The weirdest part about our “privacy,” as far as our devices are concerned, is that the way you define the word is pretty tied to your finances. Just ask Google.
When most lawmakers talk about terms like “privacy abuses,” or “surveillance,” it’s usually in big, sweeping terms that are light on details and heavy on scare quotes.
Take those words to business-types in Silicon Valley though, and you’ll likely hear about, well, costs and benefits. On one hand, surveillance is clearly profitable. On the other hand, privacy is profitable, too: We spend billions on privacy-related tech each year, and the god-knows-how-many browsers and apps using “privacy” as their main pitch have seen users flocking their way.
It’s a market threat, and the tech giants know it, which is why we’ve started seeing Mark Zuckerberg use phrases like “the future is private” when talking about his company, or Tim Cook using a massive billboard to essentially say that the iPhone is privacy. But in these cases, “private” usually means “private enough.” The big reason that Apple lets some privacy abuses slide, and Facebook is, well, Facebook, is because that’s what the bottom line demands. I hate to break it to you, but a tech giant’s privacy promises aren’t about you or your safety. They’re about toeing whichever part of the line between surveillance and security brings in the most cash.
So when Google announced in a Wednesday blog post that it would be bringing a new set of Apple-esque tracking restrictions to its Android phones, my response was less “huzzah!” and more “hmmmm,” especially considering how Google’s $150 billion ad business is built on tracking users virtually everywhere they go.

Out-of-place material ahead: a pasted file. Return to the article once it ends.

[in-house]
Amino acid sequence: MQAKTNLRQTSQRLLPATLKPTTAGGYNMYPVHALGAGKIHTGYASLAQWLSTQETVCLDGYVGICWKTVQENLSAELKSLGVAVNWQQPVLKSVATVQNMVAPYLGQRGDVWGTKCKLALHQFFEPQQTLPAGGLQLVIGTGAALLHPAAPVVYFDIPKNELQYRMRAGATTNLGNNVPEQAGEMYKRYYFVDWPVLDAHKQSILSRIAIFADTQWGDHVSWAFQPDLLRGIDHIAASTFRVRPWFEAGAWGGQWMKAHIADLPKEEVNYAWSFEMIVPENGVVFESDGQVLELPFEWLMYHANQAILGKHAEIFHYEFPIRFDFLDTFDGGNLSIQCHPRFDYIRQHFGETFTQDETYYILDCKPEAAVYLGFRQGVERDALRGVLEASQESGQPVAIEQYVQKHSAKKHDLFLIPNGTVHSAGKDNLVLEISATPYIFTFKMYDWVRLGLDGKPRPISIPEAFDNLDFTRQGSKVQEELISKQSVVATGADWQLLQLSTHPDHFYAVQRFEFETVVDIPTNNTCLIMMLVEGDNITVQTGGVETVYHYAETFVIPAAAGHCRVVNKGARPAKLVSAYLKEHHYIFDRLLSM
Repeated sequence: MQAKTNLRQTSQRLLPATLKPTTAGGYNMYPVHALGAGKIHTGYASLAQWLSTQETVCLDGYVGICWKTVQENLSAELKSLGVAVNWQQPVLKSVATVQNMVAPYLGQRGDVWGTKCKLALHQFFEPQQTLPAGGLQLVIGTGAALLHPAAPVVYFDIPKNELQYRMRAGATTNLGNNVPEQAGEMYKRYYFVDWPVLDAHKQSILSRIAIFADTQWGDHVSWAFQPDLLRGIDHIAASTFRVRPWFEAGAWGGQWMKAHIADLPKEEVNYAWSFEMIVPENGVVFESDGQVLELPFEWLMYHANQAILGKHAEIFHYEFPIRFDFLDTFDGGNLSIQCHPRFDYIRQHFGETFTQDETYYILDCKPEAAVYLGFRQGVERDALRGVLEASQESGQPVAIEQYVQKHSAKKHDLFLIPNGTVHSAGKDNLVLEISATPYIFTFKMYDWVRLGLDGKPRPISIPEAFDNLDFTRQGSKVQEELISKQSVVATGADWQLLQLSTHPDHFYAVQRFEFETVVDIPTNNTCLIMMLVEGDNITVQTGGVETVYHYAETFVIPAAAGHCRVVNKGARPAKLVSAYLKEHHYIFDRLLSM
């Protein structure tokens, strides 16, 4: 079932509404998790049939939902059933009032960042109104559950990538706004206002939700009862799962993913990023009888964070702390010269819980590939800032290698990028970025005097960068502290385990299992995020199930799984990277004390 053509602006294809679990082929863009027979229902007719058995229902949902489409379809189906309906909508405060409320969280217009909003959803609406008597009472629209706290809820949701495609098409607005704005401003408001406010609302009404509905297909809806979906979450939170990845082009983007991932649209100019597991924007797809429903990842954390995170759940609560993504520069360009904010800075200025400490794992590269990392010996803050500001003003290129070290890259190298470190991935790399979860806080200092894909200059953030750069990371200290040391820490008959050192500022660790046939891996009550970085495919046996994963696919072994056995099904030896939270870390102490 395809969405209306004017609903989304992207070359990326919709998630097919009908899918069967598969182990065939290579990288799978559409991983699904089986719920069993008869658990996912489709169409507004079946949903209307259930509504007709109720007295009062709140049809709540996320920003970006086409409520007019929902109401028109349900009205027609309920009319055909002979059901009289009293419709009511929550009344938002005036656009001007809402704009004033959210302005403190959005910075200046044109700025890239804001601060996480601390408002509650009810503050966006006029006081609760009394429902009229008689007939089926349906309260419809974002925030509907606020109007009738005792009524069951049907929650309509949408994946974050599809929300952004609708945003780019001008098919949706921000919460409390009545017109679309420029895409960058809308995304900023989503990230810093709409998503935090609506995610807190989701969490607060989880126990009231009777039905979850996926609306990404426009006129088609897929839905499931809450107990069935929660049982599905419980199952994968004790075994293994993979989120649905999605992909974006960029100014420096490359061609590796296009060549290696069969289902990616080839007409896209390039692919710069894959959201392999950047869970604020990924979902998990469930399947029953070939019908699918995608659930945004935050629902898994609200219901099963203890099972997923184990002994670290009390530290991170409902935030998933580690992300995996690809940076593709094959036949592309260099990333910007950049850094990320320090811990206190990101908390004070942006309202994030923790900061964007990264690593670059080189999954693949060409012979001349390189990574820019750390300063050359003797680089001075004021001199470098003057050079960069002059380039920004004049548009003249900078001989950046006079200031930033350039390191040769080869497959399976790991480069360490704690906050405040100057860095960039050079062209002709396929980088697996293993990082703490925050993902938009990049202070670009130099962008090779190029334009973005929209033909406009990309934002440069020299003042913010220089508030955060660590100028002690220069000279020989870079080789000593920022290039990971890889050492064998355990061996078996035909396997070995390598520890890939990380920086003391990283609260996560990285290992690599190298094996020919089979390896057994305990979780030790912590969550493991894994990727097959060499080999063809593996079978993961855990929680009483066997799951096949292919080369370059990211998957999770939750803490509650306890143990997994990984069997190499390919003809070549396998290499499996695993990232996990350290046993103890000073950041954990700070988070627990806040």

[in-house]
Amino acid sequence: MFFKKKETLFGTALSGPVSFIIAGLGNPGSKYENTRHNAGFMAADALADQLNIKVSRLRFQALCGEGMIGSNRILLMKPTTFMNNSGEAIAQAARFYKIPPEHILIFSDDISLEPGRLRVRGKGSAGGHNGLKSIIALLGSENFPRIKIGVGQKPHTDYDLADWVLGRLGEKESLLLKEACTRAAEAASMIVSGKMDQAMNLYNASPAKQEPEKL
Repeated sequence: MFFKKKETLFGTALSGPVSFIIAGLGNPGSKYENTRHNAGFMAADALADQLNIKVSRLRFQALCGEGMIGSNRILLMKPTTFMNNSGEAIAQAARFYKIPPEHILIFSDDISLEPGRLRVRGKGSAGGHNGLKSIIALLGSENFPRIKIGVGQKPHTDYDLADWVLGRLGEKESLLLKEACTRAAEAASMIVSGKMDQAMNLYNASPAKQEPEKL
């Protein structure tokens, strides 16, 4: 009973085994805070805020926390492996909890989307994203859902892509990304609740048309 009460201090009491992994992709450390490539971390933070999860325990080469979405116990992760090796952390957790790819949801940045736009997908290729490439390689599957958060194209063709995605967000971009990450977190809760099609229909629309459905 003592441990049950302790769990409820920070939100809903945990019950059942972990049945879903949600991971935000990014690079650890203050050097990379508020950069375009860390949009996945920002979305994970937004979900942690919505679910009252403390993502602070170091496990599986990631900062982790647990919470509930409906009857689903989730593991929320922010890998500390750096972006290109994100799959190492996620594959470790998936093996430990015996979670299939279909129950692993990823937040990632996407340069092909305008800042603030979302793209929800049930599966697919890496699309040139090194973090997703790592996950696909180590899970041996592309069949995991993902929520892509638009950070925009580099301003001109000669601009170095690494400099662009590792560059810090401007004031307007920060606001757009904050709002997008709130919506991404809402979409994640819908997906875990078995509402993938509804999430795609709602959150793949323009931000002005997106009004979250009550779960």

On Android devices, in particular, that tracking happens with the help of a device-specific identifier baked into the hardware, called a Google Advertising ID (or GAID for short), which Google claims will be ushered out sometime over the next two years in favor of a privacy-protecting alternative, built as part of what it’s calling the Privacy Sandbox initiative.
Other goals Google noted were to “limit sharing of user data with third parties,” and “reduc[ing] the potential for covert data collection,” the same way Apple did with its recent iOS updates. The change gave iPhone owners the ability to turn off third-party tracking across their apps, and people did, with gusto. On a recent earnings call, Meta estimated that the company could lose $10 billion this year from Apple’s updates. It all sounds like a hands-down win for privacy, right?
Well, not according to Google. The announcement doesn’t call out Apple by name, but it notes how “other platforms have taken a different approach to ads privacy”—the wrong one. Google called this unnamed company’s tactic of “bluntly” restricting developers and advertisers an “ineffective” approach. And if you didn’t know which company it was talking about, that drag included a link out to a study suggesting how Apple’s updates offer “an illusion of privacy,” and not much else (though the whole $10-billion-in-lost-profits suggests it’s at least somewhat consequential).
Further, a close read of Google’s Privacy Sandbox announcement reveals the limits of the privacy-protecting enhancements it has in mind: The new ad technology will be “more private” and “privacy enhancing,” but “without putting access to free content and services at risk.” That is to say, don’t worry, Mark, the money will keep flowing.
Meta, meanwhile, seemed totally on board with whatever ideas Google seems to have. Graham Mudd, an ads VP at the company, tweeted out how “encouraging” Google’s collaborative approach with industry groups was.
Considering how Mudd was previously the one issuing somber blog posts about the impacts Apple’s privacy changes inflicted on his company, his optimism here should be a warning for all of us. Google might let us turn off tracking on Android in the future, but that’s not going to happen at the expense of anyone’s business.